Murderers who killed during robberies more likely to return to crime when paroled

Feb 03, 2014 by Matt Shipman

Murderers who committed homicide during robberies are more likely to commit crimes again when they are paroled, compared to murderers who committed homicide under other circumstances, according to research from North Carolina State University and Harvard University.

"We wanted to know what determines whether former commit when released from prison," says Dr. Margaret Zahn, a professor of sociology at NC State and co-author of a paper describing the research. "We found that the motivation for was a significant predictor."

The researchers evaluated the records of 92 paroled homicide offenders who were convicted of murder in Philadelphia, Penn., between 1977 and 1983. They found that 66 percent of parolees who committed murder during a robbery committed a crime after being released from prison, compared with 55 percent of parolees who had committed murder under other .

"One reason for this is that in-prison interventions, if any, tend to focus on anger-management issues, and that does not address financial motivations for committing murder," Zahn says.

"This research is significant because, if you're going to release people on parole, it is important to look at the motivations for their previous crime; those motivations can offer insights into future behavior," Zahn adds. "It is information that parole officers can use to better monitor their cases."

Future research should explore whether these trends are consistent across jurisdictions and whether influence recidivism rates, as well as strategies used by parolees who don't commit crimes upon release.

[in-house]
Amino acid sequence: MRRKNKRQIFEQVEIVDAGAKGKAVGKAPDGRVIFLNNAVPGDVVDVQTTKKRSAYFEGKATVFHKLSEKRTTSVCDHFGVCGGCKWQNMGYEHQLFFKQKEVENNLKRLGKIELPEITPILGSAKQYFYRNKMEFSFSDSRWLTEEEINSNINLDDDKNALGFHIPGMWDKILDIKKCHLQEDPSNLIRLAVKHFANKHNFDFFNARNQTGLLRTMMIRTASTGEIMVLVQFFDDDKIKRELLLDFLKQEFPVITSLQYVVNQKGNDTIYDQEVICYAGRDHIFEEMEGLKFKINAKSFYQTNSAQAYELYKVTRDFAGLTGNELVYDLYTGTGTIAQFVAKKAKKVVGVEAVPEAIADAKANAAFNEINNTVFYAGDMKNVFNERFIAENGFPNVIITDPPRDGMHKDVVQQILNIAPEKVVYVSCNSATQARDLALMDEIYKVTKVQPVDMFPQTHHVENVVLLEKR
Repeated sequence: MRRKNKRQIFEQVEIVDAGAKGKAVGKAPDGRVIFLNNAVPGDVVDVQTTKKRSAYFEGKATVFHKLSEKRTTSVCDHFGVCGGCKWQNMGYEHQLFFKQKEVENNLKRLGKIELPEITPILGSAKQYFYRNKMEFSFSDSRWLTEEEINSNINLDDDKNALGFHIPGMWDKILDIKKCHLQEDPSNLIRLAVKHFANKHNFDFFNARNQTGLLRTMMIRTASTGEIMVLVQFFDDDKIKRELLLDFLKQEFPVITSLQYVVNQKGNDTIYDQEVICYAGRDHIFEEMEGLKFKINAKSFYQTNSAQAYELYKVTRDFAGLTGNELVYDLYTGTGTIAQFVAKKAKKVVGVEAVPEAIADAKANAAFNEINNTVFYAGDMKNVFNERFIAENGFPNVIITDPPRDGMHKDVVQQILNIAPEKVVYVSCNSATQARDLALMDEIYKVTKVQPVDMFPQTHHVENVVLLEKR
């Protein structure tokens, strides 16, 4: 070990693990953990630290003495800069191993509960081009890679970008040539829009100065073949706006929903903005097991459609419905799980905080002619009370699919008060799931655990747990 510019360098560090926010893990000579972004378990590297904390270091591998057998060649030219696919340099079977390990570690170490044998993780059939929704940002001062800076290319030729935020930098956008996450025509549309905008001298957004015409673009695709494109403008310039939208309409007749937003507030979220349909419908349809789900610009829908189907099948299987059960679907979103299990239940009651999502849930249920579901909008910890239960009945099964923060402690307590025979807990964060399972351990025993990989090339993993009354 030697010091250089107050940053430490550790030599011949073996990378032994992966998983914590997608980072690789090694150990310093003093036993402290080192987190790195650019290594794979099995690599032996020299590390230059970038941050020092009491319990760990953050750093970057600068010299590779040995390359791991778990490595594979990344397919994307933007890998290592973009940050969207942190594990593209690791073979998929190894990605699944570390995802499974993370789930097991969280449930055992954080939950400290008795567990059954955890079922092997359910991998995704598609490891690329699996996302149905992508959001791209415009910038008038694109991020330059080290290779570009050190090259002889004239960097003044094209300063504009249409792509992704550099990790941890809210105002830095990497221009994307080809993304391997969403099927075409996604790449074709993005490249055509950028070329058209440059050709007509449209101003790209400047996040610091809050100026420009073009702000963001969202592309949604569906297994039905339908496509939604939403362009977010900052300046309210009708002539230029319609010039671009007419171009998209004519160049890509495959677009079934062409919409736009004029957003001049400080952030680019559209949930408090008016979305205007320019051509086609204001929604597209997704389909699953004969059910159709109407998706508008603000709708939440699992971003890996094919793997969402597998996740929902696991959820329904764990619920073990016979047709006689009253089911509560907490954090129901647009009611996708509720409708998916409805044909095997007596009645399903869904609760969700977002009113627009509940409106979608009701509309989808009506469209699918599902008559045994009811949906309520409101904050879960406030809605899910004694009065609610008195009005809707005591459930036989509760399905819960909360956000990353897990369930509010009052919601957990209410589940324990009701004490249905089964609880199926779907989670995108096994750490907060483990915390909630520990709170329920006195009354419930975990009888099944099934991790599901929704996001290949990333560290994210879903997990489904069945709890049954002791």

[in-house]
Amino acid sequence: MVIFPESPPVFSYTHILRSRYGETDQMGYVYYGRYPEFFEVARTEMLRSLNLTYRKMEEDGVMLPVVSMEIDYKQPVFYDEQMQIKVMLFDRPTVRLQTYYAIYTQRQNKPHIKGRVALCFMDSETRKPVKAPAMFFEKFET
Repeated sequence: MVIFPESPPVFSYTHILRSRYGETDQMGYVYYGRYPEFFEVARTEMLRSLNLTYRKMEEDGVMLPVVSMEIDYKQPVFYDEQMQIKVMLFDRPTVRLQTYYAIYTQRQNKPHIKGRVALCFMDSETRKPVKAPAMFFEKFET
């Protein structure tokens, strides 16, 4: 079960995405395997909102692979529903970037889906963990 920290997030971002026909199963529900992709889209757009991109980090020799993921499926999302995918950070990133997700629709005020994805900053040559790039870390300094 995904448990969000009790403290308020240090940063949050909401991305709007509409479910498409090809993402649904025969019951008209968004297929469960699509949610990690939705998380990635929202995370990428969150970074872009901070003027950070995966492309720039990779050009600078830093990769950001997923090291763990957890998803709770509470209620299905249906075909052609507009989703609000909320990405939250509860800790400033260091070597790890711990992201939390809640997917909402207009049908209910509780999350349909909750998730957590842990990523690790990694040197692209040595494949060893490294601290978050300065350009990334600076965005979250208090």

Explore further: One percent of the population is responsible for 63 percent of violent crime convictions

More information: The paper, "Criminal Recidivism among Homicide Offenders," is published online in the Journal of Interpersonal Violence. DOI: 10.1177/0886260513517302

add to favorites email to friend print save as pdf

Related Stories

Parolee releases spike violent crime, study suggests

Sep 01, 2009

(PhysOrg.com) -- California lawmakers may want to rethink a cost-cutting proposal to release at least 27,000 inmates from state prison in light of a new study linking parolees to increases in violent crime.

Recommended for you

Affirmative action elicits bias in pro-equality Caucasians

9 hours ago

New research from Simon Fraser University's Beedie School of Business indicates that bias towards the effects of affirmative action exists in not only people opposed to it, but also in those who strongly endorse equality.

Election surprises tend to erode trust in government

Jul 24, 2014

When asked who is going to win an election, people tend to predict their own candidate will come out on top. When that doesn't happen, according to a new study from the University of Georgia, these "surprised losers" often ...

Awarded a Pell Grant? Better double-check

Jul 23, 2014

(AP)—Potentially tens of thousands of students awarded a Pell Grant or other need-based federal aid for the coming school year could find it taken away because of a mistake in filling out the form.

User comments : 1

Adjust slider to filter visible comments by rank

Display comments: newest first

Moebius
not rated yet Feb 03, 2014
So we know that some of them will kill again when they get out yet we let them out anyway and we are supposed to have respect for the legal system? Explain it to their future victims and their families.